The Roman torturer would so aggressively strike his victim that he wouldn’t even take the time to untangle the bloody, flesh-filled straps as he lashed the whip across the victim’s mangled body over and over again. If the scourging wasn’t stopped, the slicing of the whip would eventually flay the victim’s flesh off his body.
With so many blood vessels sliced open by the whip, the victim would begin to experience a profuse loss of blood and bodily fluids. The heart would pump harder and harder, struggling to get blood to the parts of the body that were profusely bleeding. But it was like pumping water through an open water hydrant; there was nothing left to stop the blood from pouring through the victim’s open wounds.
This loss of blood caused the victim’s blood pressure to drop drastically. Because of the massive loss of bodily fluids, he would experience excruciating thirst, often fainting from the pain and eventually going into shock. Frequently the victim’s heartbeat would become so irregular that he would go into cardiac arrest.
This was a Roman scourging.
According to Jewish law in Deuteronomy 25:3, the Jews were permitted to give forty lashes to a victim, but because the fortieth lash usually proved fatal, the number of lashes given was reduced to thirty-nine, as Paul noted in Second Corinthians 11:24. But the Romans had no limit to the number of lashes they could give a victim, and the scourging Jesus experienced was at the hands of Romans, not Jews. Therefore, it is entirely possible that when the torturer pulled out his scourge to beat Jesus, he may have laid more than forty lashes across His body. In fact, this is even probable in light of the explosive outrage the Jews felt for Jesus and the terrible mocking He had already suffered at the hands of Roman soldiers.
So when the Bible tells us that Jesus was scourged, we now know exactly what type of beating that Jesus received that night. What toll did the cruel Roman whip exact on Jesus’ body? The New Testament doesn’t tell us exactly what Jesus looked like after He was scourged, but Isaiah 52:14 says, “As many were astonied at thee; his visage was so marred more than any man, and his form more than the sons of men.”
If we take this scripture literally for what it says, we can conclude that Jesus’ physical body was marred nearly beyond recognition. As appalling as this sounds, it was only the overture to what was to follow. Matthew 27:26 continues to tell us, “…and when he had scourged Jesus, he delivered him to be crucified.” This scourging was only the preparation for Jesus’ crucifixion!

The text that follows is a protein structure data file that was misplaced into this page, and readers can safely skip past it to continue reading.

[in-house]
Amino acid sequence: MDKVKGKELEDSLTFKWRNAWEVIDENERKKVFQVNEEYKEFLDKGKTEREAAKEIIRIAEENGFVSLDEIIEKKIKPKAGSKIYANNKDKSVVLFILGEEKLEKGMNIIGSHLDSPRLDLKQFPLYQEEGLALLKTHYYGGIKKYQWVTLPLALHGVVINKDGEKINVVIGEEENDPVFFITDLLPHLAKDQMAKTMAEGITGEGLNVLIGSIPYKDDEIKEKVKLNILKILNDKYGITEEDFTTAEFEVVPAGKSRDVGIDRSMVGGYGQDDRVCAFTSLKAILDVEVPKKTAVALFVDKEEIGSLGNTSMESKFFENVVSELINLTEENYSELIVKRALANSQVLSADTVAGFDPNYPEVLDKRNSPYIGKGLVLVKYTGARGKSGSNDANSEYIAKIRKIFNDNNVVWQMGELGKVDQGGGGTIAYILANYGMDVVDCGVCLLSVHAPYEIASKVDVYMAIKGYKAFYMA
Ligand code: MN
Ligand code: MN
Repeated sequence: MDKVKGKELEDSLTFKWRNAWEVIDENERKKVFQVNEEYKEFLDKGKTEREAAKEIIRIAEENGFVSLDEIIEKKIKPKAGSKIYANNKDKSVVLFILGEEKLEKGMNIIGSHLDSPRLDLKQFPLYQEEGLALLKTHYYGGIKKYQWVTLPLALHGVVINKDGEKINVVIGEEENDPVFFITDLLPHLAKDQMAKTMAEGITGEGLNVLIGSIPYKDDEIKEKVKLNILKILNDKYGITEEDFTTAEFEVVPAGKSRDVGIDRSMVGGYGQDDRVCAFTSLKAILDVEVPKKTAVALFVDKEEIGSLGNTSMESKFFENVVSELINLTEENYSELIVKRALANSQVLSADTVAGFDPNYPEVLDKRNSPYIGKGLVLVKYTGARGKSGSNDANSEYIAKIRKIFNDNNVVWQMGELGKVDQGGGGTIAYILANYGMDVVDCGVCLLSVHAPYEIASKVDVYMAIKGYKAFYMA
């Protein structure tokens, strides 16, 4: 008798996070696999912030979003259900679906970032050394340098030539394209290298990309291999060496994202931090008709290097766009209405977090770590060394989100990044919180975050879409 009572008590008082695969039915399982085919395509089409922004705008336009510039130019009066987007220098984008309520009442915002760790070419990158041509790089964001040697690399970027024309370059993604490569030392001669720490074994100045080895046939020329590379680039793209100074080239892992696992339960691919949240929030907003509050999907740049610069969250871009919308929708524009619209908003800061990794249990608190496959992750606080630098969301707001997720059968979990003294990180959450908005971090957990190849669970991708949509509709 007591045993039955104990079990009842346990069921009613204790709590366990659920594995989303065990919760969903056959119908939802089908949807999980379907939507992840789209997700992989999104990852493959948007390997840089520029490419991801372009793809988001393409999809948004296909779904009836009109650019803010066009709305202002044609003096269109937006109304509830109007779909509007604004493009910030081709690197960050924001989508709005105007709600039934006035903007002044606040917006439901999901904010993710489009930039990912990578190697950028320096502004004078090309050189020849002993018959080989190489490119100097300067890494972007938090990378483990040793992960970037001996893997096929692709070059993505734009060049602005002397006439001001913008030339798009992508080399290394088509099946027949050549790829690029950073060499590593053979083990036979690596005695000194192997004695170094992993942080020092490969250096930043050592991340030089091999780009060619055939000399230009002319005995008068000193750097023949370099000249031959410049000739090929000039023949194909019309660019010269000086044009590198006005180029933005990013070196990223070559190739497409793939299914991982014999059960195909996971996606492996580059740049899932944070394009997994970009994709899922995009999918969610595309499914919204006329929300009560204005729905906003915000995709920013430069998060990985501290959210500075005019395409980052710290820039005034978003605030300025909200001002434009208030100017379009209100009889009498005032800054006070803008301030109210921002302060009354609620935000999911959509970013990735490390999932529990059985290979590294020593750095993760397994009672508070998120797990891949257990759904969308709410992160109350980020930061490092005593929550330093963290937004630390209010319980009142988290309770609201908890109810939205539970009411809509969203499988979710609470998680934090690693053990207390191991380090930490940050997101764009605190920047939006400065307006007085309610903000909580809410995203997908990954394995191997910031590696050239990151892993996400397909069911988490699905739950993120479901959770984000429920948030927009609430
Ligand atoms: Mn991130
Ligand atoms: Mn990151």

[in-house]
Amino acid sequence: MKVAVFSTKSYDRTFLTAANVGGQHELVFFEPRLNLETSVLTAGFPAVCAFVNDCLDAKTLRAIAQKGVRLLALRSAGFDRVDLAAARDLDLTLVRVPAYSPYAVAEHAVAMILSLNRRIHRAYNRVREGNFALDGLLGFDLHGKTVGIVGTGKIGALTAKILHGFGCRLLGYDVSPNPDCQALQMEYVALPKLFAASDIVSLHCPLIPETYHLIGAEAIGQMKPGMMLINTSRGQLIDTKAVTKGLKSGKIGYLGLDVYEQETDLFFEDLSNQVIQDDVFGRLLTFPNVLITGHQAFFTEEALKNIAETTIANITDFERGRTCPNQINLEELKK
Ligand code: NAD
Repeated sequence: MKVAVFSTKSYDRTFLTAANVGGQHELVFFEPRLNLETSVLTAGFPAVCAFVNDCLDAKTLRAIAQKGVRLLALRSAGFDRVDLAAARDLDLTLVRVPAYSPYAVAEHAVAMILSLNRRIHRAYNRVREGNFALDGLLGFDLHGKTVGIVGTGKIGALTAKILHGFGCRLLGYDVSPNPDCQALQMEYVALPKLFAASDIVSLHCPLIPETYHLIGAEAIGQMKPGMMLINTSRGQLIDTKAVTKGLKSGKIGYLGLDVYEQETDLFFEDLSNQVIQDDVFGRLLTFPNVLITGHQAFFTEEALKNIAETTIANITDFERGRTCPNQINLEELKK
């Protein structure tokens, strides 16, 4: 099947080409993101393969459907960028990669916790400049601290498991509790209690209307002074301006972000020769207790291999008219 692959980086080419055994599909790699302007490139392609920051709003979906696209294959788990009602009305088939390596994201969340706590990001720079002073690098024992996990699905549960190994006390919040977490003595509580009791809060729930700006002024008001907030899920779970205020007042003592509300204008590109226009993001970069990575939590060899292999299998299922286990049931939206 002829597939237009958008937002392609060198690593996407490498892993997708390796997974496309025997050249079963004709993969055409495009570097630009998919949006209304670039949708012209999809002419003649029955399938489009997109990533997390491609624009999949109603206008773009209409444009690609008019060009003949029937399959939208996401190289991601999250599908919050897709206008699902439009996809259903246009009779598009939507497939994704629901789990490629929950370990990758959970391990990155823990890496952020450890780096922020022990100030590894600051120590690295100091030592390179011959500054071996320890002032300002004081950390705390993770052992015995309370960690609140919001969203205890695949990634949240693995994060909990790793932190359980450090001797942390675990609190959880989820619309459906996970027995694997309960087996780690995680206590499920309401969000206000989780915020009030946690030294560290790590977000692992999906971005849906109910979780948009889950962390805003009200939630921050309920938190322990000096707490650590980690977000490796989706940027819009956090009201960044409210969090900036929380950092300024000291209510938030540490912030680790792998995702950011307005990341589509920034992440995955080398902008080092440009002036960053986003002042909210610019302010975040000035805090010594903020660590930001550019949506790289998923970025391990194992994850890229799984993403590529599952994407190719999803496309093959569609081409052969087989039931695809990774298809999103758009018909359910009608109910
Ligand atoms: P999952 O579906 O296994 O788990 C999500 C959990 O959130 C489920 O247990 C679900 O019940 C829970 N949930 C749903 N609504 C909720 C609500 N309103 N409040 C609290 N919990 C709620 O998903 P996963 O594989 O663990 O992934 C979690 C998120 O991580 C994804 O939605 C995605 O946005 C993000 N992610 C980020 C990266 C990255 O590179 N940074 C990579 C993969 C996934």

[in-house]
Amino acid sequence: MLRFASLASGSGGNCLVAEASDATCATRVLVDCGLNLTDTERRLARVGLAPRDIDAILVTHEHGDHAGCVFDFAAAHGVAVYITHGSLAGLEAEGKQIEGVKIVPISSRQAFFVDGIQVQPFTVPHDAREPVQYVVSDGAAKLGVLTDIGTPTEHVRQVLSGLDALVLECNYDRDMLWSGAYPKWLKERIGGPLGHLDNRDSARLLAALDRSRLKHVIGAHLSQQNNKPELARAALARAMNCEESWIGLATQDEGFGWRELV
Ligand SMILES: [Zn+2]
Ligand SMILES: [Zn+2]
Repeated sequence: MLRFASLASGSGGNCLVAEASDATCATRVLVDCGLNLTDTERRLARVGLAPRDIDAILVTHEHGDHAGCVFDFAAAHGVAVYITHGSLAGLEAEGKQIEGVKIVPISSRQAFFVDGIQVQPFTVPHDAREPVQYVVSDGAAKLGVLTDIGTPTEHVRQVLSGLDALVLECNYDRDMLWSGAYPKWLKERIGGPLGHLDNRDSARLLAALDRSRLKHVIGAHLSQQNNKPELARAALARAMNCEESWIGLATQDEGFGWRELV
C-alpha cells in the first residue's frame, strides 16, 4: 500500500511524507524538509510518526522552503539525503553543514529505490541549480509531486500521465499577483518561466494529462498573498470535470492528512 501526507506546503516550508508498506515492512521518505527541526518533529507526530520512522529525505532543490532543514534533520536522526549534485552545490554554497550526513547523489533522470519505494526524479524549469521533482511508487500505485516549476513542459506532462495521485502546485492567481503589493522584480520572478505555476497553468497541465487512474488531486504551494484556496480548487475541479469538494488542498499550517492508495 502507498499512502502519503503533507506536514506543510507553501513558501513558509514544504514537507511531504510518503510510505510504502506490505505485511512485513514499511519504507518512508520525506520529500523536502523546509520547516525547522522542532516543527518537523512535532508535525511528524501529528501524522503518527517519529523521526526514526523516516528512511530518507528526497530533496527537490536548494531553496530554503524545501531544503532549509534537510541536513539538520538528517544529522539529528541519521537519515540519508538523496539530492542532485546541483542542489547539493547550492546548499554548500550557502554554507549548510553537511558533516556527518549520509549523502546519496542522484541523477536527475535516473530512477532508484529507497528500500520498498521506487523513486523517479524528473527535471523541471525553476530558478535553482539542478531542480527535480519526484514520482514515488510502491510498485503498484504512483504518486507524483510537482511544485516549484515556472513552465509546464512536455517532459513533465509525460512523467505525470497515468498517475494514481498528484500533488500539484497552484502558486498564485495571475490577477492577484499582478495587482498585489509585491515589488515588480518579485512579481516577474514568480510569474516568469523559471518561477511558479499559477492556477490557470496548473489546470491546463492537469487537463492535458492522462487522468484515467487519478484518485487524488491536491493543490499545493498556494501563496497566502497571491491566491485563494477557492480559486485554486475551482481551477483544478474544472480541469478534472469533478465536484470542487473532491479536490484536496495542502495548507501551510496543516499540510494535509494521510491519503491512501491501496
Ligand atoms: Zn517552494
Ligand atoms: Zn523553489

Every time I think about the scourging Jesus received that day, I think of the promise God makes to us in Isaiah 53:5. This verse says, “But he was wounded for our transgressions, he was bruised for our iniquities: the chastisement of our peace was upon him; and with his stripes we are healed.” In this verse, God declares that the price for our healing would be paid by those stripes that were laid across Jesus’ back.
In First Peter 2:24, the apostle Peter quoted Isaiah 53:5. He told his readers, “By whose stripes ye were healed.” The word “stripes” used in this verse is molopsi, which describes a full- body bruise. It refers to a terrible lashing that draws blood and that produces discoloration and swelling of the entire body. When Peter wrote this verse, he wasn’t speaking by revelation but by memory, for he vividly remembered what happened to Jesus that night and what His physical appearance looked like after His scourging.
After graphically reminding us of the beating, bleeding, and bruising that Jesus endured, Peter jubilantly declared that it was by these same stripes that we are “healed.” The word “healed” is the Greek word iaomai — a word that clearly refers to physical healing, as it is a word borrowed from the medical term to describe the physical healing or curing of the human body.
For those who think this promise refers to spiritual healing only, the Greek word emphatically speaks of the healing of a physical condition. This is a real promise of bodily healing that belongs to all who have been washed in the blood of Jesus Christ!
Jesus’ broken body was the payment God demanded to guarantee our physical healing! Just as Jesus willfully took our sins and died on the Cross in our place, He also willfully took our sicknesses and pains on Himself when they tied Him to the scourging post and laid those lashes across His body. That horrific scourging paid for our healing!
If you need healing in your body, you have every right to go to God and ask for healing to come flooding into your system. It’s time for you to dig in your heels and hold fast to the promise of God’s Word, releasing your faith for the healing that belongs to you.
Jesus went through this agony for you, so don’t let the devil tell you that it’s God’s will for you to be sick or weakly. Considering the pain Jesus endured to bear your sicknesses that day, isn’t that enough evidence to convince you how much He wants you to be physically well?